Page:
On New Historicism:
Does this mean that we have constituted ourselves as, in the words of a detractor, “the School of Resentment”? Not at all: we are, if anything, rather inclined to piety. Nonetheless, any attempt at interpretation, as distinct form worship, bears a certain inescapable tinge of aggression, however much it is qualified by admiration and empathy. Where traditional “close readings” tended to build toward an intensified sense of wondering admiration, linked to the celebration of genius, new historicist readings are more often skeptical, wary, demystifying, critical, and even adversarial. This hermeneutical aggression was initially reinforced for many of us by the ideology critique that played a central role in the Marxist theories in which we were steeped, but, as we were from the beginning uncomfortable with such key concepts as superstructure and base or imputed class consciousness, we have found ourselves, as we will discuss at some length in this book, slowly forced to transform the notion of ideology critique into discourse analysis. Moreover, no matter how thoroughgoing our skepticism, we have never given up or turned our backs on the deep gratification that draws us in the first place to the study of literature and art. Our project has never been about diminishing or belittling the power of artistic representations, even those with the most problematic entailments, but we never believe that our appreciation of this power necessitates either ignoring the cultural matrix out of which the representations emerge or uncritically endorsing the fantasies that the representations articulate. (8-9)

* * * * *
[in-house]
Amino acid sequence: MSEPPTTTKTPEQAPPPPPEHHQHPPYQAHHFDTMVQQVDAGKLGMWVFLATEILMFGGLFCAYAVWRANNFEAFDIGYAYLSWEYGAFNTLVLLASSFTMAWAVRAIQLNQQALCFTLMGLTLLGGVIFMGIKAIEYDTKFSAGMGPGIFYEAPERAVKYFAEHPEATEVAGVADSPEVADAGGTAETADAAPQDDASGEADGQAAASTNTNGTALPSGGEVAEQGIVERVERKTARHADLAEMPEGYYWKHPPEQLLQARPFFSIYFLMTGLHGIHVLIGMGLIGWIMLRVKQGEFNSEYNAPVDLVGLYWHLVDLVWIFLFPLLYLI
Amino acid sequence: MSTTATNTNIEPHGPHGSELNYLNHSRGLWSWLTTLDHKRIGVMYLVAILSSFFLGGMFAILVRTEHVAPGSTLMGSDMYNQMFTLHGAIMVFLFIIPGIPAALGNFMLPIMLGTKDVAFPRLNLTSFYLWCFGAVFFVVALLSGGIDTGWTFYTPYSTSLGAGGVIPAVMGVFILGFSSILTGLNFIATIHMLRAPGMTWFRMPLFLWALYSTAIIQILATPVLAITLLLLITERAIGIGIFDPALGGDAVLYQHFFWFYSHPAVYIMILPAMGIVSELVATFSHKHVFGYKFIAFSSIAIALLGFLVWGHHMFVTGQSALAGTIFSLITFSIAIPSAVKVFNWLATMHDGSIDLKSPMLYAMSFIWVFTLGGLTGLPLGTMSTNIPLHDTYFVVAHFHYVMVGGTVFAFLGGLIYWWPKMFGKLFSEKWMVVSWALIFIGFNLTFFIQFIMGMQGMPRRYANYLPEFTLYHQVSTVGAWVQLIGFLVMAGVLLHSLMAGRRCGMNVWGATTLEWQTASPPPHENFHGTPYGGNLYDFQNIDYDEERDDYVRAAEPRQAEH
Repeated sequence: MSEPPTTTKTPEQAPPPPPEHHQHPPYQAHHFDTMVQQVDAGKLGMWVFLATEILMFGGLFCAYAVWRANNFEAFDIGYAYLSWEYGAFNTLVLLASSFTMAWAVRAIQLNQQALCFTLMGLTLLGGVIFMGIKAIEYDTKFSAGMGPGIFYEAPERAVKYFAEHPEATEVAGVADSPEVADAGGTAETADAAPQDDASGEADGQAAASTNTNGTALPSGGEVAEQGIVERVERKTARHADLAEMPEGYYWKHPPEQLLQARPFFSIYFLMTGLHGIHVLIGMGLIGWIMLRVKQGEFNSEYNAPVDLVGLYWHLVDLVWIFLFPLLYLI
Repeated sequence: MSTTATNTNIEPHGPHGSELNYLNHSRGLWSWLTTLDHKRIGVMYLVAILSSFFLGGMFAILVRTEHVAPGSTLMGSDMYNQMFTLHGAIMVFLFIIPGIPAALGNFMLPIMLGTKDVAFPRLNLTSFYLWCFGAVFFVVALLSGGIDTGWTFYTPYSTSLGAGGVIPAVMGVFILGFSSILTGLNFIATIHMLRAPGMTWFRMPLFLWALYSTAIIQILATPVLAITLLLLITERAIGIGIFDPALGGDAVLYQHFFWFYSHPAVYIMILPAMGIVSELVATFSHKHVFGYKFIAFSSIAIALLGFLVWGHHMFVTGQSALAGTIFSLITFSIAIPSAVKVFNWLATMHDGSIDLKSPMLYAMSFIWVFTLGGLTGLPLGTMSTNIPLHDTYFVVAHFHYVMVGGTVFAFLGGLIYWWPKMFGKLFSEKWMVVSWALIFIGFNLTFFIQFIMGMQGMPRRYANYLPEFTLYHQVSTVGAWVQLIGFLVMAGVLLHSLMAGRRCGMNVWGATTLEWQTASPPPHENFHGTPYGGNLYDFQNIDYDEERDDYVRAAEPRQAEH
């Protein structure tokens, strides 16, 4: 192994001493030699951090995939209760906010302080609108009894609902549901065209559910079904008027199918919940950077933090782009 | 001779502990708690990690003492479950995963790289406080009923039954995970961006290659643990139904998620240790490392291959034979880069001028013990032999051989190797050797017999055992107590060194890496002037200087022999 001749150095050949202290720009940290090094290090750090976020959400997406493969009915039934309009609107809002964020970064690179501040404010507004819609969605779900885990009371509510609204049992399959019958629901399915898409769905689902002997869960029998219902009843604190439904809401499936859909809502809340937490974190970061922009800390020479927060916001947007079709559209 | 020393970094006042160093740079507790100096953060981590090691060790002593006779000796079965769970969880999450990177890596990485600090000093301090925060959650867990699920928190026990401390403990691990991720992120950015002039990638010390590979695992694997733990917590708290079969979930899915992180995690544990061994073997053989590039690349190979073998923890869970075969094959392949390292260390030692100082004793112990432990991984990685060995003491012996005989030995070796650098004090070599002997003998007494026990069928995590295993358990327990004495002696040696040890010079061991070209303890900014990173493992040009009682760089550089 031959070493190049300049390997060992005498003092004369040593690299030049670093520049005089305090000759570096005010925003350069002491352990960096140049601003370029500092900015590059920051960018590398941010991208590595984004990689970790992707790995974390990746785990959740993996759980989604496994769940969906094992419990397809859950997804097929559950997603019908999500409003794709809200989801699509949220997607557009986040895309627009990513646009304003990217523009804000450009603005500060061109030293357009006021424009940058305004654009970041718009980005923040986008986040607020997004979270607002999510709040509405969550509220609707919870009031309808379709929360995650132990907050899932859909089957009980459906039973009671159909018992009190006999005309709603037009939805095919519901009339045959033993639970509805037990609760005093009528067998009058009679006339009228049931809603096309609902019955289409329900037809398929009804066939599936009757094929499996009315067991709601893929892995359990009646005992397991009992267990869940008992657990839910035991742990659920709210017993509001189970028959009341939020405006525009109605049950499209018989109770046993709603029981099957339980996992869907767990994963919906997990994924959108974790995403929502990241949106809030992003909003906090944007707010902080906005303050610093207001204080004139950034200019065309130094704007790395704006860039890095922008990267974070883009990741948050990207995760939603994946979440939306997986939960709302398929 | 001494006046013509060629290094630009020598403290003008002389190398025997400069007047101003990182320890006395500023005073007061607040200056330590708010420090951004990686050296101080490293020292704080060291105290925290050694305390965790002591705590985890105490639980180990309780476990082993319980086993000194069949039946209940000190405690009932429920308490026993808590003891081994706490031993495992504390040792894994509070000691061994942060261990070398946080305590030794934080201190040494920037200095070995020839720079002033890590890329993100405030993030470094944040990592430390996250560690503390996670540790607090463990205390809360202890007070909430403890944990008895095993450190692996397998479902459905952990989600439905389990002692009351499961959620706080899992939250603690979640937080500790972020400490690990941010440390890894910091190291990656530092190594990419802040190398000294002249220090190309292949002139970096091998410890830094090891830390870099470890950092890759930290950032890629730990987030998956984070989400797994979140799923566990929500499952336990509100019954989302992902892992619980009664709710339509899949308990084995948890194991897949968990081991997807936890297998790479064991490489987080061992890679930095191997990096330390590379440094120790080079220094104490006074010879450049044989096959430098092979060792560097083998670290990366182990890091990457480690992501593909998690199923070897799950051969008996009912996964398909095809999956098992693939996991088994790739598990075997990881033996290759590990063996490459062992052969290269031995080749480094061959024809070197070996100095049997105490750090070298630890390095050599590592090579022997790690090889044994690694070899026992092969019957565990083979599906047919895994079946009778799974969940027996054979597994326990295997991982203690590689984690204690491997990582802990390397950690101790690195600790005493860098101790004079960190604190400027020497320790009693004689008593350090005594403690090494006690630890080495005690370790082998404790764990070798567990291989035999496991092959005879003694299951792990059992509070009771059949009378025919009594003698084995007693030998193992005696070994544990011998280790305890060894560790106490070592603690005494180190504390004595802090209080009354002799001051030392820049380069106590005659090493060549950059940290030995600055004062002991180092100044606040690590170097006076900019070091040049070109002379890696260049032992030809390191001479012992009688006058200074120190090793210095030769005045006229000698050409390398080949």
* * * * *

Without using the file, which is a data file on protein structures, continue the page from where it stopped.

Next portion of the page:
Gallagher, Catherine, and Stephen Greenblatt. Practicing New Historicism. Chicago: U of Chicago P, 2000.